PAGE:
Daniela C. Van Wart
M.A., L.Ac, Dipl.Ac (NCCAOM)
German, English, Mandarin
ShenProfessional, Software for Acupuncture and Traditional Chinese Medicine. Springer Media.
The Lantern. Journal for Chinese Medicine.
Various Articles on Wen Re Lun (Classical Text on febrile diseases)
Discourse on Warm-Heat Disease 温热论 (wen re lun)
by (Ye Tian-Shi 葉天士, 1667).
Years in Practice: 18+ Years School: CSTCM, Year Graduated: 2001; Acupuncture License 0931 Arizona / 706 Colorado Certificate: NCCAOM/Dipl. Ac., Certificate Date: 2001 Certificate: Tianjin College of Traditional Chinese Medicine Acupuncture & TCM Certificate Date: 1995 Degree: Ludwig Maximilians University Munich, Germany/ M.A.Year graduated: 1998
Daniela was born in Austria and spent three years studying in China. She received her M.A. in Chinese Studies in Munich, Germany in 1998. Her studies focused on Traditional Chinese Medicine and the History of Western Medicine where she studied with the two most well known German professors in the field of Chinese Medicine, Prof. Unschuld and Prof. Porkert. She received her USA diploma in Traditional Chinese Medicine from the Colorado School of Traditional Chinese Medicine. She is certified as a Diplomate in Acupuncture and Traditional Chinese Medicine by the National Certification Commission for Acupuncture and Oriental Medicine (NCCAOM). She is a licensed acupuncturist in Colorado and Arizona. She published several translations of Classical Chinese medical texts, she is a researcher, and she was involved in the development of Acupuncture software. Refusing to accept her own chronic kidney problems in her earlier years, she searched for and found answers in the extraordinary healing power of the Chinese Medical System and is determined to help YOU experience the same profound improvements to your health!
1827 Paseo San Luis, Ste B,
Sierra Vista AZ 85635
Phone: (520) 803-0071
Put your care in the hands of a professionally trained expert in Acupuncture and Traditional Chinese Medicine. Did you know that Chiropractors are able to practice Acupuncture in the State of Arizona / Sierra Vista with only 100 hours of training?
And what some call "Dry Needling" is practiced by Physical Therapists and others with as little as 24 hours of training. Make sure to choose your provider carefully.
For more information on consumer safety in regards to acupuncture performed by other health care providers go to the download section.
Go to www.nccaom.org to find a licensed acupuncturist.
Here are some questions that you should ask when choosing an acupuncturist.
What Qualifications to look for when Choosing an Acupuncturist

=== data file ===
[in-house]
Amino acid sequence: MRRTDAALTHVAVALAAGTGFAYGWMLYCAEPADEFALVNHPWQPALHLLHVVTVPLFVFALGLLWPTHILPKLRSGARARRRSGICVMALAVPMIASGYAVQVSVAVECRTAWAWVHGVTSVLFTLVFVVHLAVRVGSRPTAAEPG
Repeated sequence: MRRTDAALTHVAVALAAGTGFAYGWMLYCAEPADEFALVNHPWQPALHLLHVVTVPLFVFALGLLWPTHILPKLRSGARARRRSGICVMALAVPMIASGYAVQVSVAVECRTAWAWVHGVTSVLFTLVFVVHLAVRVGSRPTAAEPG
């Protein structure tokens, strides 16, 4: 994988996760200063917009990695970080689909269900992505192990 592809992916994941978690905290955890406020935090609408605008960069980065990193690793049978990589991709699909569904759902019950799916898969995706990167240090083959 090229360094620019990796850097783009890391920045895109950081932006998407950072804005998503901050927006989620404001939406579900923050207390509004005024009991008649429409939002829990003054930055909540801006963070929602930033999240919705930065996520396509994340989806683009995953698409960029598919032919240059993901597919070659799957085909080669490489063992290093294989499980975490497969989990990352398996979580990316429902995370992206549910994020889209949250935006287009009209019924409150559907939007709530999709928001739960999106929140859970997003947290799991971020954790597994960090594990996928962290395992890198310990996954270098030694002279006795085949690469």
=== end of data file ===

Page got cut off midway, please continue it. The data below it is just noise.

Today acupuncture is an acknowledged and respected field of medicine. The United States has set rigorous training standards for acupuncturists. Choose an acupuncturist certified by the National Commission for the Certification of Acupuncturists. Its members have a degree in Oriental Medicine from an accredited school and have passed both a written and practical exam. Acupuncturists who have passed this exam are entitled to add Dipl. Ac. (Diplomate of Acupuncture) after their name.The Diplomate of Acupuncture (NCCAOM) training and competency verification is in sharp contrast to the acupuncture training of other healthcare professionals such as chiropractors or registered nurses or even medical doctors who typically receive 100-300 hours of abbreviated training. These other healthcare professionals only treat a limited number of points. NCCAOM certified acupuncturists are trained in standard medical history gathering, safety, and ethics, and recognition of when to refer patients to other health care professionals or consult with other medical practitioners. NCCAOM certification indicates that one has met national standards for the safe and competent practice of acupuncture as defined by the acupuncture and Oriental medicine (AOM) profession. Comprehensive training in traditional differential diagnosis and proper treatment methods requires that a Diplomate of Acupuncture (NCCAOM) completes three to four academic years of education at the master’s degree level in an acupuncture program accredited by the Accreditation Commission for Acupuncture and Oriental Medicine (ACAOM). ACAOM is the only accrediting body recognized by the United States Department of Education as the authority for quality education and training in acupuncture and Oriental medicine. In addition to graduation from an ACAOM accredited program, a Diplomate of Acupuncture (NCCAOM) must demonstrate professional competency by passing NCCAOM certification examinations in Foundations of Oriental Medicine, Acupuncture, and Biomedicine.
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